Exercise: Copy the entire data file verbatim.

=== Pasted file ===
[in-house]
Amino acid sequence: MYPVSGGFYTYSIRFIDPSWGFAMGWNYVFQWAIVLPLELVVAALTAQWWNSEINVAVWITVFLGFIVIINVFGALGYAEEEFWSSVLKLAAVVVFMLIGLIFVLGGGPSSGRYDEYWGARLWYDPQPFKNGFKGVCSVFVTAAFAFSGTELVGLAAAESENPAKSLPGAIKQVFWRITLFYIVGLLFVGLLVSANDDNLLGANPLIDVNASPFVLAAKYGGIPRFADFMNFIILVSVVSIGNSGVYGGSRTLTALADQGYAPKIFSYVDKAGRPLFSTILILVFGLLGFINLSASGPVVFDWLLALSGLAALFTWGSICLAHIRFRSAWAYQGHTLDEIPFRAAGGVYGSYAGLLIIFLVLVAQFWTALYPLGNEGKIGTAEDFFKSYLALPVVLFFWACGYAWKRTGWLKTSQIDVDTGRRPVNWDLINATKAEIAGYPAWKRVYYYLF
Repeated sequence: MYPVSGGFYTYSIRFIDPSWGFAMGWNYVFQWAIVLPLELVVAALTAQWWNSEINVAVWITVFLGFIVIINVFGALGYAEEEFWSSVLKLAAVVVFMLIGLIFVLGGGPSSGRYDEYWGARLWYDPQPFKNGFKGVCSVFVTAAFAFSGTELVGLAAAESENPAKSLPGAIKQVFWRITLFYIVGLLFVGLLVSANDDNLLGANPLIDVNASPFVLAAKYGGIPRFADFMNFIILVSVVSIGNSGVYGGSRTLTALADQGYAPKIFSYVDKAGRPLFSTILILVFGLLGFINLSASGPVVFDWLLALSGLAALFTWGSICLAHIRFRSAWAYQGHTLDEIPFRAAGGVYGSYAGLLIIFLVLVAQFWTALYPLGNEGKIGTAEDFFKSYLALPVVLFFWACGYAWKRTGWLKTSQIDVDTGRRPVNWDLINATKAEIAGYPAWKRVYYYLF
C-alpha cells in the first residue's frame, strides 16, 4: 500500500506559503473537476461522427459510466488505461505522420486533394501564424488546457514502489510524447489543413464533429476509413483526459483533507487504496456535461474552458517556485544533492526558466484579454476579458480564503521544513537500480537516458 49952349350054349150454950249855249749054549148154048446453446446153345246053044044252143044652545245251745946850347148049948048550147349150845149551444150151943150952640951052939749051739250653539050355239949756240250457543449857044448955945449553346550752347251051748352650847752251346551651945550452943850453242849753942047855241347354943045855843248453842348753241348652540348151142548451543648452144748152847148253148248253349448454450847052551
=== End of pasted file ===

[in-house]
Amino acid sequence: MYPVSGGFYTYSIRFIDPSWGFAMGWNYVFQWAIVLPLELVVAALTAQWWNSEINVAVWITVFLGFIVIINVFGALGYAEEEFWSSVLKLAAVVVFMLIGLIFVLGGGPSSGRYDEYWGARLWYDPQPFKNGFKGVCSVFVTAAFAFSGTELVGLAAAESENPAKSLPGAIKQVFWRITLFYIVGLLFVGLLVSANDDNLLGANPLIDVNASPFVLAAKYGGIPRFADFMNFIILVSVVSIGNSGVYGGSRTLTALADQGYAPKIFSYVDKAGRPLFSTILILVFGLLGFINLSASGPVVFDWLLALSGLAALFTWGSICLAHIRFRSAWAYQGHTLDEIPFRAAGGVYGSYAGLLIIFLVLVAQFWTALYPLGNEGKIGTAEDFFKSYLALPVVLFFWACGYAWKRTGWLKTSQIDVDTGRRPVNWDLINATKAEIAGYPAWKRVYYYLF
Repeated sequence: MYPVSGGFYTYSIRFIDPSWGFAMGWNYVFQWAIVLPLELVVAALTAQWWNSEINVAVWITVFLGFIVIINVFGALGYAEEEFWSSVLKLAAVVVFMLIGLIFVLGGGPSSGRYDEYWGARLWYDPQPFKNGFKGVCSVFVTAAFAFSGTELVGLAAAESENPAKSLPGAIKQVFWRITLFYIVGLLFVGLLVSANDDNLLGANPLIDVNASPFVLAAKYGGIPRFADFMNFIILVSVVSIGNSGVYGGSRTLTALADQGYAPKIFSYVDKAGRPLFSTILILVFGLLGFINLSASGPVVFDWLLALSGLAALFTWGSICLAHIRFRSAWAYQGHTLDEIPFRAAGGVYGSYAGLLIIFLVLVAQFWTALYPLGNEGKIGTAEDFFKSYLALPVVLFFWACGYAWKRTGWLKTSQIDVDTGRRPVNWDLINATKAEIAGYPAWKRVYYYLF
C-alpha cells in the first residue's frame, strides 16, 4: 500500500506559503473537476461522427459510466488505461505522420486533394501564424488546457514502489510524447489543413464533429476509413483526459483533507487504496456535461474552458517556485544533492526558466484579454476579458480564503521544513537500480537516458 49952349350054349150454950249855249749054549148154048446453446446153345246053044044252143044652545245251745946850347148049948048550147349150845149551444150151943150952640951052939749051739250653539050355239949756240250457543449857044448955945449553346550752347251051748352650847752251346551651945550452943850453242849753942047855241347354943045855843248453842348753241348652540348151142548451543648452144748152847148253148248253349448454450847052551